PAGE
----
A medical device cannot be marketed in any country across Europe without carrying a CE Mark. A CE mark is obtained from an independent certification organisation; a Notified Body. A CE mark is applied for by the manufacturer and once the mark is awarded the device is recognised as having met the relevant regulatory requirements and should perform as intended. The competent authority, in this case the IMB, has no direct role in the authorisation of any medical device before it comes to market.
The IMB is responsible for designating the Irish Notified Body and regularly audits it to ensure that it continues to perform to the required standards. It did not grant the CE mark in this case.
The PIP implant came onto the market via this process. The product was manufactured in France and approved by a Notified Body in Germany (TUV Rheinland). Having received a CE mark it could be freely placed on any market in the EU, including Ireland.
23 December 2011
The Irish Medicines Board (IMB) is aware of the statement that was issued by the French Ministry of Health today regarding the Poly Implant Prosthese (PIP) breast implants. The IMB note, in particular, the findings of the French expert committee confirming that to date there is no evidence of increased risk of cancer for women with the PIP brand of breast implants compared to women with other breast implants.
The IMB notes the preventative and non urgent recommendation made by the French Ministry for French women with these implants to discuss / consider explantation with their implanting surgeon.
In co-operation with other EU colleagues, the IMB will continue to monitor this issue.
The advice of the IMB remains unchanged and it reassures women that there is no current evidence of health risks associated with PIP implants. The IMB continues to advise women with these implants that if they have any concerns about their breasts or implants they should seek clinical advice from their implanting surgeon.
22 December 2011
The Irish Medicines Board (IMB) is aware of the recent report in France associated with Poly Implant Prosthese (PIP) Breast Implants.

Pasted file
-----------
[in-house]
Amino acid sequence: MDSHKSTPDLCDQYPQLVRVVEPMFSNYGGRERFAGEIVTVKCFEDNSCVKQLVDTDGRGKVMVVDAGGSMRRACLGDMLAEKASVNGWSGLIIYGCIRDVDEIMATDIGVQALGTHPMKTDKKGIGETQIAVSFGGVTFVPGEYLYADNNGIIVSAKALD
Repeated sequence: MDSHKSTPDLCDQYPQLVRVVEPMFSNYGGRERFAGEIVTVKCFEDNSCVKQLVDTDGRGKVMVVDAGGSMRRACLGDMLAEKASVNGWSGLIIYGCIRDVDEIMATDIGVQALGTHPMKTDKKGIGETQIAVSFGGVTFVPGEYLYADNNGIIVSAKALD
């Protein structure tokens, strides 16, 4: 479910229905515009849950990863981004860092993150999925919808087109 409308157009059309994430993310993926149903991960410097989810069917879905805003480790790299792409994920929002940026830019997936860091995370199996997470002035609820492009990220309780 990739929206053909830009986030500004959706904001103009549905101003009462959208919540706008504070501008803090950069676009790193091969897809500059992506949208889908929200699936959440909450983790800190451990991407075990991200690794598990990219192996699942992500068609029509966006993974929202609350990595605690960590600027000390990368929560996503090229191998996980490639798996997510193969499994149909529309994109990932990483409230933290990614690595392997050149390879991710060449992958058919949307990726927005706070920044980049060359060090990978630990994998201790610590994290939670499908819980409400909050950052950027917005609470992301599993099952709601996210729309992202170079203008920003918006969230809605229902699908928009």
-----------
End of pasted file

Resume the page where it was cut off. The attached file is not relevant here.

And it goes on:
A recall of these implants was initiated in Ireland on 30 March 2010. The recall followed a manufacturing site inspection in France which identified unauthorised silicone gel being used in the product.
Since the issue was identified, the IMB has closely monitored the situation in liaison with our colleagues in Europe to determine potential safety implications. The IMB advised the implanting hospitals and clinics to identify and contact women who have been implanted with PIP silicone gel implants after 1 January 2001 to advise them of the issue and provide reassurance that there is no current evidence of health risks associated with the implants.
Approximately 1500 Irish patients were implanted with these products and the IMB has received reports of potential adverse incidents from a small percentage of patients. The IMB understands that the PIP implants that were used in Ireland were for aesthetic purposes only and not for reconstructive surgery for breast cancer patients. The implants were implanted in 3 private hospital / clinics* and were not used in public hospitals.
The French regulatory authority (AFSSAPS) has confirmed to IMB and other EU colleagues that they will issue a statement on the safety of the implants but have not indicated what advice will be given in relation to patient health and the need to remove these implants. The IMB will continue to ensure that the implanting hospitals and clinics affected by this issue are kept updated should any new issues come to light.
The IMB advice to women with PIP implants continues to be that if they have any concerns about their breasts or implants they should seek clinical advice from their implanting surgeon.
*Implanting Clinics and Hospitals: Shandon Street Hospital in Cork, Clane Hospital in Co Kildare and Harley Medical Clinic in Dublin.
Related IMB Safety Notices